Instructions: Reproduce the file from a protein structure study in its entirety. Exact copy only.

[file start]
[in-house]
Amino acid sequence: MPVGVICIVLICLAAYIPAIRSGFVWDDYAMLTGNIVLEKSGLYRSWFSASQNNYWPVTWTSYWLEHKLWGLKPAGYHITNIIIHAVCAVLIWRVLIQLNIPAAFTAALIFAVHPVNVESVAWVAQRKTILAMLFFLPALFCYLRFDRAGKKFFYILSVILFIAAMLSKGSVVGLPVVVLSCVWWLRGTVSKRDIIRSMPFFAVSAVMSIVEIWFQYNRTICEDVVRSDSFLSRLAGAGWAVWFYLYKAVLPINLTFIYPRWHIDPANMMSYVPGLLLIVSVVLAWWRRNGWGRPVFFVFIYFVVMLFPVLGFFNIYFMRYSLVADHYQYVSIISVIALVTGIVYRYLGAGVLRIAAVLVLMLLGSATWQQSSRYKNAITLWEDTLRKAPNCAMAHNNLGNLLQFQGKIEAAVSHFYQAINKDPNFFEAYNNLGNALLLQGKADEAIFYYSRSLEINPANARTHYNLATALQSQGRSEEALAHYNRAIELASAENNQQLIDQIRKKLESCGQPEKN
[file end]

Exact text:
[in-house]
Amino acid sequence: MPVGVICIVLICLAAYIPAIRSGFVWDDYAMLTGNIVLEKSGLYRSWFSASQNNYWPVTWTSYWLEHKLWGLKPAGYHITNIIIHAVCAVLIWRVLIQLNIPAAFTAALIFAVHPVNVESVAWVAQRKTILAMLFFLPALFCYLRFDRAGKKFFYILSVILFIAAMLSKGSVVGLPVVVLSCVWWLRGTVSKRDIIRSMPFFAVSAVMSIVEIWFQYNRTICEDVVRSDSFLSRLAGAGWAVWFYLYKAVLPINLTFIYPRWHIDPANMMSYVPGLLLIVSVVLAWWRRNGWGRPVFFVFIYFVVMLFPVLGFFNIYFMRYSLVADHYQYVSIISVIALVTGIVYRYLGAGVLRIAAVLVLMLLGSATWQQSSRYKNAITLWEDTLRKAPNCAMAHNNLGNLLQFQGKIEAAVSHFYQAINKDPNFFEAYNNLGNALLLQGKADEAIFYYSRSLEINPANARTHYNLATALQSQGRSEEALAHYNRAIELASAENNQQLIDQIRKKLESCGQPEKN